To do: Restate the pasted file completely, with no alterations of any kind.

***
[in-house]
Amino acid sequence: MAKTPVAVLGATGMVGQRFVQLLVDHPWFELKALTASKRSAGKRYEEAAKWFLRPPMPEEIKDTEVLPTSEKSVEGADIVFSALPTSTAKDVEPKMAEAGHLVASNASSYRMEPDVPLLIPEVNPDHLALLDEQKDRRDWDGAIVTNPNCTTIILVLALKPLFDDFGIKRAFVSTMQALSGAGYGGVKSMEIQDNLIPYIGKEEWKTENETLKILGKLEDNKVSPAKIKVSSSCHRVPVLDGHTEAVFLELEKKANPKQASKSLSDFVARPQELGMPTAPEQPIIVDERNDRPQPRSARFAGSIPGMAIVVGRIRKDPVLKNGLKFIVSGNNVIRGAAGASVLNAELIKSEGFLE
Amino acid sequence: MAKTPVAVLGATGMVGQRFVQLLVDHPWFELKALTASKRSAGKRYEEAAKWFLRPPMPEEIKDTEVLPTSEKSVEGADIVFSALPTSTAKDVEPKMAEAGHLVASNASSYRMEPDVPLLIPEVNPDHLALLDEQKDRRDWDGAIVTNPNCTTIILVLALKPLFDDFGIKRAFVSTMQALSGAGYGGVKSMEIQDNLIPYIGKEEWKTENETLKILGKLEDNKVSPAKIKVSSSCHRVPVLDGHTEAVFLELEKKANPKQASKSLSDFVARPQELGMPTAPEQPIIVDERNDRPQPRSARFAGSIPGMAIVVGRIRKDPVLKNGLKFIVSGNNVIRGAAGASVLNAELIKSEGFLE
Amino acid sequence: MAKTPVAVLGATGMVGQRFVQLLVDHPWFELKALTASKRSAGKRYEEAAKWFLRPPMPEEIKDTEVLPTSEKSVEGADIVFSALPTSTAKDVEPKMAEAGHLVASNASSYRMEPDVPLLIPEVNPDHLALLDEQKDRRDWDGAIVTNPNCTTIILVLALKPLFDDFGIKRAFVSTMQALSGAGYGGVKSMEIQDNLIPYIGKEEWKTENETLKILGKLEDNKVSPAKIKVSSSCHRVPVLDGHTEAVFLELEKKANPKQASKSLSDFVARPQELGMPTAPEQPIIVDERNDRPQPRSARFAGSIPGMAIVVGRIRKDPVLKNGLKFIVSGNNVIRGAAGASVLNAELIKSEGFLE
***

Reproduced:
[in-house]
Amino acid sequence: MAKTPVAVLGATGMVGQRFVQLLVDHPWFELKALTASKRSAGKRYEEAAKWFLRPPMPEEIKDTEVLPTSEKSVEGADIVFSALPTSTAKDVEPKMAEAGHLVASNASSYRMEPDVPLLIPEVNPDHLALLDEQKDRRDWDGAIVTNPNCTTIILVLALKPLFDDFGIKRAFVSTMQALSGAGYGGVKSMEIQDNLIPYIGKEEWKTENETLKILGKLEDNKVSPAKIKVSSSCHRVPVLDGHTEAVFLELEKKANPKQASKSLSDFVARPQELGMPTAPEQPIIVDERNDRPQPRSARFAGSIPGMAIVVGRIRKDPVLKNGLKFIVSGNNVIRGAAGASVLNAELIKSEGFLE
Amino acid sequence: MAKTPVAVLGATGMVGQRFVQLLVDHPWFELKALTASKRSAGKRYEEAAKWFLRPPMPEEIKDTEVLPTSEKSVEGADIVFSALPTSTAKDVEPKMAEAGHLVASNASSYRMEPDVPLLIPEVNPDHLALLDEQKDRRDWDGAIVTNPNCTTIILVLALKPLFDDFGIKRAFVSTMQALSGAGYGGVKSMEIQDNLIPYIGKEEWKTENETLKILGKLEDNKVSPAKIKVSSSCHRVPVLDGHTEAVFLELEKKANPKQASKSLSDFVARPQELGMPTAPEQPIIVDERNDRPQPRSARFAGSIPGMAIVVGRIRKDPVLKNGLKFIVSGNNVIRGAAGASVLNAELIKSEGFLE
Amino acid sequence: MAKTPVAVLGATGMVGQRFVQLLVDHPWFELKALTASKRSAGKRYEEAAKWFLRPPMPEEIKDTEVLPTSEKSVEGADIVFSALPTSTAKDVEPKMAEAGHLVASNASSYRMEPDVPLLIPEVNPDHLALLDEQKDRRDWDGAIVTNPNCTTIILVLALKPLFDDFGIKRAFVSTMQALSGAGYGGVKSMEIQDNLIPYIGKEEWKTENETLKILGKLEDNKVSPAKIKVSSSCHRVPVLDGHTEAVFLELEKKANPKQASKSLSDFVARPQELGMPTAPEQPIIVDERNDRPQPRSARFAGSIPGMAIVVGRIRKDPVLKNGLKFIVSGNNVIRGAAGASVLNAELIKSEGFLE